This week, WFAE’s Lisa Worf has taken listeners through the process of seeking a court order to compel Charlotte Mecklenburg Police Department to release video of a police shooting. (Here's the story that aired before our court hearing, and here's the story that aired after the hearing).
On Thursday, Superior Court Judge Eric Levinson denied our request. WFAE's petition was the first in Mecklenburg County under a new law known as House Bill 972. You can read Levinson's decision here.
Some backround: As of Oct. 1, it’s no longer up to police departments to release video. Instead, anyone who wants body and dash cam video released must go through the court system.
Lisa petitioned for video of a shooting that occurred in June. The case involves a man whom police say shot someone in the foot on a CATS bus. CMPD says officers Michael Bell and Garret Tryon saw a man fitting the description of the shooter walking beside North Tryon Street, and saw he had a handgun. Police say Rodney Rodriguez Smith fired at least one shot and the officers fired multiple shots, killing him. CMPD says Smith and the shooting victim on the bus knew each other.
The officers have been cleared by CMPD and are back on the beat, but the case remains under investigation by the District Attorney’s office.
Lisa argued in court that it was in the public’s interest to release the video. Attorneys for CMPD, the district attorney’s office, and the two officers argued against our petition.
In his ruling, Judge Levinson said release of the videos before the completion of the criminal investigation would “create a serious threat to the fair, impartial and orderly administration of justice.”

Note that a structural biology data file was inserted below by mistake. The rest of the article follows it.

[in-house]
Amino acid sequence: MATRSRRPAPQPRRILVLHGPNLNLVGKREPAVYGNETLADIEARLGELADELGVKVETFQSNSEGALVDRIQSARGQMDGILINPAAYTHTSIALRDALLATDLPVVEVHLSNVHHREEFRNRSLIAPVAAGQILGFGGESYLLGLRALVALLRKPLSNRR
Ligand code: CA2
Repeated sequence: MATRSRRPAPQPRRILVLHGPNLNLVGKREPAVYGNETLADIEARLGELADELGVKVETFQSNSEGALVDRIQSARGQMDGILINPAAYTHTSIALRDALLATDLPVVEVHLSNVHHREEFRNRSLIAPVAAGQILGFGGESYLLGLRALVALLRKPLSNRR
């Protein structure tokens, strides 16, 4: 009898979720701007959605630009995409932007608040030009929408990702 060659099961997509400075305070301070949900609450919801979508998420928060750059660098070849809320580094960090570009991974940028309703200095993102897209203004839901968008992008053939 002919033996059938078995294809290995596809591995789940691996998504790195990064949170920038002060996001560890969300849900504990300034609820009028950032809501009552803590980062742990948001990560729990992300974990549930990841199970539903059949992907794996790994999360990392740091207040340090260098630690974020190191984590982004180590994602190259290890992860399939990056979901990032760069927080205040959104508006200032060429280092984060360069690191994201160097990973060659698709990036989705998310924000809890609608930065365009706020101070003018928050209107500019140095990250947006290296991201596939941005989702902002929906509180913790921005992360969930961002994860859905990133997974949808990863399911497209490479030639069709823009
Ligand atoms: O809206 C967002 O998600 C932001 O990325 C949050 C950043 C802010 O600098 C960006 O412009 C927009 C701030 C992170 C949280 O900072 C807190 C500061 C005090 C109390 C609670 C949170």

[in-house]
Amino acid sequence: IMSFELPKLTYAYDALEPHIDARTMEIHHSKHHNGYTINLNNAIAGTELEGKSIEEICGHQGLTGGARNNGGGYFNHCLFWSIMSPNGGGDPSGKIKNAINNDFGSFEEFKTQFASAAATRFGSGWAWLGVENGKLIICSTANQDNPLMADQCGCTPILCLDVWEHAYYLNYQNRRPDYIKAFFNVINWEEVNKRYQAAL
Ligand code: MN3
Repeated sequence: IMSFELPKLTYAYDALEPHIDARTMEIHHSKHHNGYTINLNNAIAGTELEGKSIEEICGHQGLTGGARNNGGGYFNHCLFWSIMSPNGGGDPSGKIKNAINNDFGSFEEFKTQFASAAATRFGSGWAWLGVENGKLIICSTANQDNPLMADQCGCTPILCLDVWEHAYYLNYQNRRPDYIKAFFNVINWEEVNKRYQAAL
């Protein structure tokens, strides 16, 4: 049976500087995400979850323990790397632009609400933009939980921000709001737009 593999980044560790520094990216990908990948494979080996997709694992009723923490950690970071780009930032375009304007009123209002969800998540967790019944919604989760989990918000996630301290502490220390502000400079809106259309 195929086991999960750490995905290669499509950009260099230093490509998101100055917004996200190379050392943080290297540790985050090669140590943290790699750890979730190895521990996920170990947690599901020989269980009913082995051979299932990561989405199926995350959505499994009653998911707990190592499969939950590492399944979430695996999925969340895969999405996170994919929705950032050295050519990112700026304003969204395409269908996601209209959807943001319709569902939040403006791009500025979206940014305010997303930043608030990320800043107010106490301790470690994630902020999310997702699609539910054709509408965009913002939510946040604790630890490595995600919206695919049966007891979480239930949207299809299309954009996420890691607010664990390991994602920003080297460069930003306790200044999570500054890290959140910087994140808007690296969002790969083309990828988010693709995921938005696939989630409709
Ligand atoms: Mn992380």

Lisa will have a followup report on the ruling next week. She intends to talk more to the attorneys who opposed her petition - all of whom have indicated they are willing to talk.
We'll also share what we learned from this process. In late September - after the police shooting of Keith Scott - we spoke to state Rep. Allen McNeill, the primary sponsor of House Bill 972. At the time, there were calls for CMPD to release all of the dash camera and body camera video of the Scott shooting. CMPD could have done so on its own (and eventually did so), since the legislation hadn't taken effect. House Bill 972 was also getting renewed criticism.
MeNeill had no second thoughts about the legislation. He maintained police videos will be more accessible because the public will have an outlet to access dash cam or body camera video instead of being at the mercy of law enforcement officials.
WFAE's petition certainly got more attention than an open records request would have received, but we also found this isn't an easy process for the average person to navigate. And, it's certainly more expensive and time-consuming . We'll explore these points more next week.